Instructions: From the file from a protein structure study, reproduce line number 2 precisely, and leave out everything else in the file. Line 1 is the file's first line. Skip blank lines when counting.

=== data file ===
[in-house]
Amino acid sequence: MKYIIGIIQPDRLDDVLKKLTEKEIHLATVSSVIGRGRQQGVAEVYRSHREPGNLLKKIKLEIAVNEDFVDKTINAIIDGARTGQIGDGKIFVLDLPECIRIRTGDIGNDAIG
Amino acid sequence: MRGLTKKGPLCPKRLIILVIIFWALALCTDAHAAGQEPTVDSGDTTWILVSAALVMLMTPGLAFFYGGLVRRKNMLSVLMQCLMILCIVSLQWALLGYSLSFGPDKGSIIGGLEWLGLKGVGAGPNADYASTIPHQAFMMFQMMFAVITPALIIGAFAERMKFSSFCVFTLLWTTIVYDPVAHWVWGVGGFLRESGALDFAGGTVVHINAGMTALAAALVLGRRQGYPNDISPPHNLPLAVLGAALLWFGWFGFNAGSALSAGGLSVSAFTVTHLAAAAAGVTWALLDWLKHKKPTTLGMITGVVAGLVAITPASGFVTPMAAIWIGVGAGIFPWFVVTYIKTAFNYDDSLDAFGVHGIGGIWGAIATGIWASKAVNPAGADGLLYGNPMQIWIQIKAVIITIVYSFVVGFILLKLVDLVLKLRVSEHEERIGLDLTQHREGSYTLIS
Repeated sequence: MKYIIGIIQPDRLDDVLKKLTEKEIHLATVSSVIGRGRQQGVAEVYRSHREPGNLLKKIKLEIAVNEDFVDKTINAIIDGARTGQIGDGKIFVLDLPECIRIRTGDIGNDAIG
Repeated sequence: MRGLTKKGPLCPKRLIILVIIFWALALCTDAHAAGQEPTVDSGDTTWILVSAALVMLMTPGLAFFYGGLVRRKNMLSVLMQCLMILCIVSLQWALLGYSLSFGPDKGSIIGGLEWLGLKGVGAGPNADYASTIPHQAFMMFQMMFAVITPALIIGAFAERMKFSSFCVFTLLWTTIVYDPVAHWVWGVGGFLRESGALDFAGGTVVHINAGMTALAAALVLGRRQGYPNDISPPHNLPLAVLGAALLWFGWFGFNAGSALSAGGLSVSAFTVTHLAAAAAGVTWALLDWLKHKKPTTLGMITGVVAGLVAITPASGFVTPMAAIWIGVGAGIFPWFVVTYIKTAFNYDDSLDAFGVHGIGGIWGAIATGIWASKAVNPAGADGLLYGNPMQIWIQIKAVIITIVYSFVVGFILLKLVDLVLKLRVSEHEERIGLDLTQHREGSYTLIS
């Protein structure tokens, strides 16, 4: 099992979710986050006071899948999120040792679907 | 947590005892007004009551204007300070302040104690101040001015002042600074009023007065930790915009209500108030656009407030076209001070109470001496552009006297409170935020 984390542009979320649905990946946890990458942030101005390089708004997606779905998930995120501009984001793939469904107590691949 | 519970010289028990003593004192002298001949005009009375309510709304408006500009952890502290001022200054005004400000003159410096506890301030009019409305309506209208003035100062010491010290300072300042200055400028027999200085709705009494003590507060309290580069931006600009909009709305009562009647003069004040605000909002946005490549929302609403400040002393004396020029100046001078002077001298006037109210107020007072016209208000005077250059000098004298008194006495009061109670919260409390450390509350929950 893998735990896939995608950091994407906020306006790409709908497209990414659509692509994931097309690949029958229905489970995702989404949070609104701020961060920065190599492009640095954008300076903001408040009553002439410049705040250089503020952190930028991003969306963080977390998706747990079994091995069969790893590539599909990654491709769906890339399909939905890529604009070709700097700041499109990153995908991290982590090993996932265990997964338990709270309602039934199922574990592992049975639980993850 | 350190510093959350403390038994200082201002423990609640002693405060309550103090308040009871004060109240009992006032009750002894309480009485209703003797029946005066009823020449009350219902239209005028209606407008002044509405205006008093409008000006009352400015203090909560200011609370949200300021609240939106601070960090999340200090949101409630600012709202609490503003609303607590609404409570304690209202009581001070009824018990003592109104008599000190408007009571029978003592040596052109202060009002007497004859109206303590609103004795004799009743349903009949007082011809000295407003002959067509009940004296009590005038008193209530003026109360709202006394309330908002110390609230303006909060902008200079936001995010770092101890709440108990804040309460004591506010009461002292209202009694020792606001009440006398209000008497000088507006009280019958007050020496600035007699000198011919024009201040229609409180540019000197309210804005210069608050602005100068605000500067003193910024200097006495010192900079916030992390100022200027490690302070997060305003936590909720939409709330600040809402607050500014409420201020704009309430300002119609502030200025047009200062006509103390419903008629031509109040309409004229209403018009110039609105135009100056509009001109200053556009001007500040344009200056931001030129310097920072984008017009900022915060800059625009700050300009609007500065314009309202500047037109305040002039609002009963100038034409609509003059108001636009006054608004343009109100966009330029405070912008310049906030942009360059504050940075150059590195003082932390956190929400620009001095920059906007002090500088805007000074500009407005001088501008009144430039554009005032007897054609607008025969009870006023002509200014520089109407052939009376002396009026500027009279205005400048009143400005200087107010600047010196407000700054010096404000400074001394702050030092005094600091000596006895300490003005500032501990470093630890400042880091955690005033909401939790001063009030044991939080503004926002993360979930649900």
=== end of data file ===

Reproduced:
Amino acid sequence: MKYIIGIIQPDRLDDVLKKLTEKEIHLATVSSVIGRGRQQGVAEVYRSHREPGNLLKKIKLEIAVNEDFVDKTINAIIDGARTGQIGDGKIFVLDLPECIRIRTGDIGNDAIG